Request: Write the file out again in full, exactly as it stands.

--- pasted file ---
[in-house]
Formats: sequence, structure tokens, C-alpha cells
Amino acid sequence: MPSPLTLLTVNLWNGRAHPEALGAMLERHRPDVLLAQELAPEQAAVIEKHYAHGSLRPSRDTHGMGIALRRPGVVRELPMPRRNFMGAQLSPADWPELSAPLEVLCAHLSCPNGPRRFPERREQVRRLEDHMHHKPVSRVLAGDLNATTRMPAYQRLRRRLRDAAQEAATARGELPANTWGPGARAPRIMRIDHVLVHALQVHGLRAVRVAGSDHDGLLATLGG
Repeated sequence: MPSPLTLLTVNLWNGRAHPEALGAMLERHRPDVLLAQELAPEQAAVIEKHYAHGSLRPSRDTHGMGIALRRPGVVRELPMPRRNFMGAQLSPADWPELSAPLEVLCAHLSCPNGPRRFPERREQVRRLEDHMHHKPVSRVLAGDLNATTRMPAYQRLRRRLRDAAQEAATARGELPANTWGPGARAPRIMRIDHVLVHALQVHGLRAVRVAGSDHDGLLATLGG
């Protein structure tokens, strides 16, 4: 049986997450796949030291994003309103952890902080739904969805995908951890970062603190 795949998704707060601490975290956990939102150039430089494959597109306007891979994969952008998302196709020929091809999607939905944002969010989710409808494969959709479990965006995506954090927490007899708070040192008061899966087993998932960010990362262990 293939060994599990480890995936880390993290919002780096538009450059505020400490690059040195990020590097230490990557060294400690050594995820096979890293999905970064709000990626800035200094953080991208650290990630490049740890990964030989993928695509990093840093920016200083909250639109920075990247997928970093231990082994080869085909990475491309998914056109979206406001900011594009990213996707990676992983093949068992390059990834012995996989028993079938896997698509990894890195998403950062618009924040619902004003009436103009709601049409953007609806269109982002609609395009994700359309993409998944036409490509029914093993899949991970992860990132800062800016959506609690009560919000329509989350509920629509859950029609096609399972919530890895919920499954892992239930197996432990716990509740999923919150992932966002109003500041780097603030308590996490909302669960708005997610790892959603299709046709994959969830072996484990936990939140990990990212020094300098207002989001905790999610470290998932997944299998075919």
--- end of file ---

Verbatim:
[in-house]
Formats: sequence, structure tokens, C-alpha cells
Amino acid sequence: MPSPLTLLTVNLWNGRAHPEALGAMLERHRPDVLLAQELAPEQAAVIEKHYAHGSLRPSRDTHGMGIALRRPGVVRELPMPRRNFMGAQLSPADWPELSAPLEVLCAHLSCPNGPRRFPERREQVRRLEDHMHHKPVSRVLAGDLNATTRMPAYQRLRRRLRDAAQEAATARGELPANTWGPGARAPRIMRIDHVLVHALQVHGLRAVRVAGSDHDGLLATLGG
Repeated sequence: MPSPLTLLTVNLWNGRAHPEALGAMLERHRPDVLLAQELAPEQAAVIEKHYAHGSLRPSRDTHGMGIALRRPGVVRELPMPRRNFMGAQLSPADWPELSAPLEVLCAHLSCPNGPRRFPERREQVRRLEDHMHHKPVSRVLAGDLNATTRMPAYQRLRRRLRDAAQEAATARGELPANTWGPGARAPRIMRIDHVLVHALQVHGLRAVRVAGSDHDGLLATLGG
């Protein structure tokens, strides 16, 4: 049986997450796949030291994003309103952890902080739904969805995908951890970062603190 795949998704707060601490975290956990939102150039430089494959597109306007891979994969952008998302196709020929091809999607939905944002969010989710409808494969959709479990965006995506954090927490007899708070040192008061899966087993998932960010990362262990 293939060994599990480890995936880390993290919002780096538009450059505020400490690059040195990020590097230490990557060294400690050594995820096979890293999905970064709000990626800035200094953080991208650290990630490049740890990964030989993928695509990093840093920016200083909250639109920075990247997928970093231990082994080869085909990475491309998914056109979206406001900011594009990213996707990676992983093949068992390059990834012995996989028993079938896997698509990894890195998403950062618009924040619902004003009436103009709601049409953007609806269109982002609609395009994700359309993409998944036409490509029914093993899949991970992860990132800062800016959506609690009560919000329509989350509920629509859950029609096609399972919530890895919920499954892992239930197996432990716990509740999923919150992932966002109003500041780097603030308590996490909302669960708005997610790892959603299709046709994959969830072996484990936990939140990990990212020094300098207002989001905790999610470290998932997944299998075919």